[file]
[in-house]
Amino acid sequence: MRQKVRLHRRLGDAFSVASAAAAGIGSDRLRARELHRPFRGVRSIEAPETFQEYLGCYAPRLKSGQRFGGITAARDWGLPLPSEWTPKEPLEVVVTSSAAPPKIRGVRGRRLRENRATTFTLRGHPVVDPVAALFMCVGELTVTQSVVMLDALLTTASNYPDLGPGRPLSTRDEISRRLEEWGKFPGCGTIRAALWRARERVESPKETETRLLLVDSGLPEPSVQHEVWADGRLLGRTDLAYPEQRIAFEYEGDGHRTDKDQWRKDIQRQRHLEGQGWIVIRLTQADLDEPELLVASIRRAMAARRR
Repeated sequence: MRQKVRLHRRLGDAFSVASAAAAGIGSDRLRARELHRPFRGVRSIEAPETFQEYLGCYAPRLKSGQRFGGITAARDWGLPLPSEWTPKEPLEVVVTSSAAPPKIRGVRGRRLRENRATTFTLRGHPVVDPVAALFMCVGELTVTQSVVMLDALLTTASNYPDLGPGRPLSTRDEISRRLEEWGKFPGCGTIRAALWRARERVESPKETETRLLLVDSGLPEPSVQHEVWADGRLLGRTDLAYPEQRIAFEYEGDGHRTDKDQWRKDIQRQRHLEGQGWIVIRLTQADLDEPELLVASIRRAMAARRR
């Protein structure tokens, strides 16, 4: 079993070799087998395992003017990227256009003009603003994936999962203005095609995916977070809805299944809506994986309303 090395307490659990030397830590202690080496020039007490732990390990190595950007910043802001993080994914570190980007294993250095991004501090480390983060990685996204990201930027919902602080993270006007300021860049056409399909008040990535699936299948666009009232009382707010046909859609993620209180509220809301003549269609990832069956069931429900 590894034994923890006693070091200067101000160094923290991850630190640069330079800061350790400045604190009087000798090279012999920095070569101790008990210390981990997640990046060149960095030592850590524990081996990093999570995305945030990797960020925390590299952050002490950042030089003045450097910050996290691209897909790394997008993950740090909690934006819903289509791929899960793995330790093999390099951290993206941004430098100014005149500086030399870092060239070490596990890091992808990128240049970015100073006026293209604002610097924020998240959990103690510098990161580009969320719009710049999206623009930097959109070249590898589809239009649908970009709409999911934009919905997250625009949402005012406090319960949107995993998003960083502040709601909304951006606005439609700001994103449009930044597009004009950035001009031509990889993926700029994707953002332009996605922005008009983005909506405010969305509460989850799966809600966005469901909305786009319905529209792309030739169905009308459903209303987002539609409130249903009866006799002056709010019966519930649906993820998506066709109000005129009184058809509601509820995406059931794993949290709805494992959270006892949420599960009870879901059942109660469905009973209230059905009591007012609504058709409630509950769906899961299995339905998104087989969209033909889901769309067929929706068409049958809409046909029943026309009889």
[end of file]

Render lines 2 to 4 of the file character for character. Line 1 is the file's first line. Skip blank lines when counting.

Amino acid sequence: MRQKVRLHRRLGDAFSVASAAAAGIGSDRLRARELHRPFRGVRSIEAPETFQEYLGCYAPRLKSGQRFGGITAARDWGLPLPSEWTPKEPLEVVVTSSAAPPKIRGVRGRRLRENRATTFTLRGHPVVDPVAALFMCVGELTVTQSVVMLDALLTTASNYPDLGPGRPLSTRDEISRRLEEWGKFPGCGTIRAALWRARERVESPKETETRLLLVDSGLPEPSVQHEVWADGRLLGRTDLAYPEQRIAFEYEGDGHRTDKDQWRKDIQRQRHLEGQGWIVIRLTQADLDEPELLVASIRRAMAARRR
Repeated sequence: MRQKVRLHRRLGDAFSVASAAAAGIGSDRLRARELHRPFRGVRSIEAPETFQEYLGCYAPRLKSGQRFGGITAARDWGLPLPSEWTPKEPLEVVVTSSAAPPKIRGVRGRRLRENRATTFTLRGHPVVDPVAALFMCVGELTVTQSVVMLDALLTTASNYPDLGPGRPLSTRDEISRRLEEWGKFPGCGTIRAALWRARERVESPKETETRLLLVDSGLPEPSVQHEVWADGRLLGRTDLAYPEQRIAFEYEGDGHRTDKDQWRKDIQRQRHLEGQGWIVIRLTQADLDEPELLVASIRRAMAARRR
């Protein structure tokens, strides 16, 4: 079993070799087998395992003017990227256009003009603003994936999962203005095609995916977070809805299944809506994986309303 090395307490659990030397830590202690080496020039007490732990390990190595950007910043802001993080994914570190980007294993250095991004501090480390983060990685996204990201930027919902602080993270006007300021860049056409399909008040990535699936299948666009009232009382707010046909859609993620209180509220809301003549269609990832069956069931429900 590894034994923890006693070091200067101000160094923290991850630190640069330079800061350790400045604190009087000798090279012999920095070569101790008990210390981990997640990046060149960095030592850590524990081996990093999570995305945030990797960020925390590299952050002490950042030089003045450097910050996290691209897909790394997008993950740090909690934006819903289509791929899960793995330790093999390099951290993206941004430098100014005149500086030399870092060239070490596990890091992808990128240049970015100073006026293209604002610097924020998240959990103690510098990161580009969320719009710049999206623009930097959109070249590898589809239009649908970009709409999911934009919905997250625009949402005012406090319960949107995993998003960083502040709601909304951006606005439609700001994103449009930044597009004009950035001009031509990889993926700029994707953002332009996605922005008009983005909506405010969305509460989850799966809600966005469901909305786009319905529209792309030739169905009308459903209303987002539609409130249903009866006799002056709010019966519930649906993820998506066709109000005129009184058809509601509820995406059931794993949290709805494992959270006892949420599960009870879901059942109660469905009973209230059905009591007012609504058709409630509950769906899961299995339905998104087989969209033909889901769309067929929706068409049958809409046909029943026309009889």